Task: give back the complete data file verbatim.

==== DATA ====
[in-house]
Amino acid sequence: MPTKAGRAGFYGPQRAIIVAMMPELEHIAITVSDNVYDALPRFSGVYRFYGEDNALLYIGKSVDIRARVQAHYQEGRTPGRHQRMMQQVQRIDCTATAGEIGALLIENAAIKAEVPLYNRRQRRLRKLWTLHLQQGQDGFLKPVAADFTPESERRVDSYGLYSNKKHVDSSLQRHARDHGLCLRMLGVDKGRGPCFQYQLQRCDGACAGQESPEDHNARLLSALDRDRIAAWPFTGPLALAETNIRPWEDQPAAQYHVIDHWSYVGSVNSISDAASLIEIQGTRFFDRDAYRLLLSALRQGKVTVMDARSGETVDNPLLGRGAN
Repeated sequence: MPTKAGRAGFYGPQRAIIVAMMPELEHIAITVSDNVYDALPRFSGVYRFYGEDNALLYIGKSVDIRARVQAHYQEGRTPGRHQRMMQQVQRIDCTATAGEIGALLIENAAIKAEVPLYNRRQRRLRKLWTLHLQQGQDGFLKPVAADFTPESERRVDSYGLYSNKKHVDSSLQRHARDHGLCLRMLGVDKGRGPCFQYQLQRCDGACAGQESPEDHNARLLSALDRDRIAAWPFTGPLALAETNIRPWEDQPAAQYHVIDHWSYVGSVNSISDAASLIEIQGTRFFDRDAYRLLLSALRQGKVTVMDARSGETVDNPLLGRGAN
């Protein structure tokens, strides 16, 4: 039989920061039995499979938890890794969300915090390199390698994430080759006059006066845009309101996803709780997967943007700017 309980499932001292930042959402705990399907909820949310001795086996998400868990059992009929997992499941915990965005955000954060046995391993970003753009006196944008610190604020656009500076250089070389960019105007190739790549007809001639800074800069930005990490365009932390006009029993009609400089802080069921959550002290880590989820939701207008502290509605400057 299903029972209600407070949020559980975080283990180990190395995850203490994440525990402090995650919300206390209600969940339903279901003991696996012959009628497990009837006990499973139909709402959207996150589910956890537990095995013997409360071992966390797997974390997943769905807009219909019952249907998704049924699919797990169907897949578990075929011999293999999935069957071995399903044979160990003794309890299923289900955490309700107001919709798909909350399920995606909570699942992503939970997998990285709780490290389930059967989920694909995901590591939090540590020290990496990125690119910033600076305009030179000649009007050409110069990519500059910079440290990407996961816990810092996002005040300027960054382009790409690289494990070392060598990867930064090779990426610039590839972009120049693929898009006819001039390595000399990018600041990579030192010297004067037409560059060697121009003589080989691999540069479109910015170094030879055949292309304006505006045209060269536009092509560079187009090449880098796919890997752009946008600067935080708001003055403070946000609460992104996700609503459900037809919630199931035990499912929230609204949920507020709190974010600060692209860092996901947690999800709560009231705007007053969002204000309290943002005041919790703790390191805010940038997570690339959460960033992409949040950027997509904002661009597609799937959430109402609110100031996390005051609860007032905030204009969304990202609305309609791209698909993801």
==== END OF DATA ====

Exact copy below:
[in-house]
Amino acid sequence: MPTKAGRAGFYGPQRAIIVAMMPELEHIAITVSDNVYDALPRFSGVYRFYGEDNALLYIGKSVDIRARVQAHYQEGRTPGRHQRMMQQVQRIDCTATAGEIGALLIENAAIKAEVPLYNRRQRRLRKLWTLHLQQGQDGFLKPVAADFTPESERRVDSYGLYSNKKHVDSSLQRHARDHGLCLRMLGVDKGRGPCFQYQLQRCDGACAGQESPEDHNARLLSALDRDRIAAWPFTGPLALAETNIRPWEDQPAAQYHVIDHWSYVGSVNSISDAASLIEIQGTRFFDRDAYRLLLSALRQGKVTVMDARSGETVDNPLLGRGAN
Repeated sequence: MPTKAGRAGFYGPQRAIIVAMMPELEHIAITVSDNVYDALPRFSGVYRFYGEDNALLYIGKSVDIRARVQAHYQEGRTPGRHQRMMQQVQRIDCTATAGEIGALLIENAAIKAEVPLYNRRQRRLRKLWTLHLQQGQDGFLKPVAADFTPESERRVDSYGLYSNKKHVDSSLQRHARDHGLCLRMLGVDKGRGPCFQYQLQRCDGACAGQESPEDHNARLLSALDRDRIAAWPFTGPLALAETNIRPWEDQPAAQYHVIDHWSYVGSVNSISDAASLIEIQGTRFFDRDAYRLLLSALRQGKVTVMDARSGETVDNPLLGRGAN
């Protein structure tokens, strides 16, 4: 039989920061039995499979938890890794969300915090390199390698994430080759006059006066845009309101996803709780997967943007700017 309980499932001292930042959402705990399907909820949310001795086996998400868990059992009929997992499941915990965005955000954060046995391993970003753009006196944008610190604020656009500076250089070389960019105007190739790549007809001639800074800069930005990490365009932390006009029993009609400089802080069921959550002290880590989820939701207008502290509605400057 299903029972209600407070949020559980975080283990180990190395995850203490994440525990402090995650919300206390209600969940339903279901003991696996012959009628497990009837006990499973139909709402959207996150589910956890537990095995013997409360071992966390797997974390997943769905807009219909019952249907998704049924699919797990169907897949578990075929011999293999999935069957071995399903044979160990003794309890299923289900955490309700107001919709798909909350399920995606909570699942992503939970997998990285709780490290389930059967989920694909995901590591939090540590020290990496990125690119910033600076305009030179000649009007050409110069990519500059910079440290990407996961816990810092996002005040300027960054382009790409690289494990070392060598990867930064090779990426610039590839972009120049693929898009006819001039390595000399990018600041990579030192010297004067037409560059060697121009003589080989691999540069479109910015170094030879055949292309304006505006045209060269536009092509560079187009090449880098796919890997752009946008600067935080708001003055403070946000609460992104996700609503459900037809919630199931035990499912929230609204949920507020709190974010600060692209860092996901947690999800709560009231705007007053969002204000309290943002005041919790703790390191805010940038997570690339959460960033992409949040950027997509904002661009597609799937959430109402609110100031996390005051609860007032905030204009969304990202609305309609791209698909993801």